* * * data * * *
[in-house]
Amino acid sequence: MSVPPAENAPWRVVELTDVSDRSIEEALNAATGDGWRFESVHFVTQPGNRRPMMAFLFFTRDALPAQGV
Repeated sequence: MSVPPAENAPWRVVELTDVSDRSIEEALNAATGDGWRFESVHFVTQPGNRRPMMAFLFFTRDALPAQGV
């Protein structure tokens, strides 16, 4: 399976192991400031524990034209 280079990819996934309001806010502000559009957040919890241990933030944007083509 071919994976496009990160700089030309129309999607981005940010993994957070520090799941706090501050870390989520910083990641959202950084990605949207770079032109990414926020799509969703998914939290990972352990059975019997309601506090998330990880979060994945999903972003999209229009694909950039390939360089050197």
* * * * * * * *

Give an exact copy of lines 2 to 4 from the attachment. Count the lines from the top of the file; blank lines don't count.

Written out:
Amino acid sequence: MSVPPAENAPWRVVELTDVSDRSIEEALNAATGDGWRFESVHFVTQPGNRRPMMAFLFFTRDALPAQGV
Repeated sequence: MSVPPAENAPWRVVELTDVSDRSIEEALNAATGDGWRFESVHFVTQPGNRRPMMAFLFFTRDALPAQGV
């Protein structure tokens, strides 16, 4: 399976192991400031524990034209 280079990819996934309001806010502000559009957040919890241990933030944007083509 071919994976496009990160700089030309129309999607981005940010993994957070520090799941706090501050870390989520910083990641959202950084990605949207770079032109990414926020799509969703998914939290990972352990059975019997309601506090998330990880979060994945999903972003999209229009694909950039390939360089050197």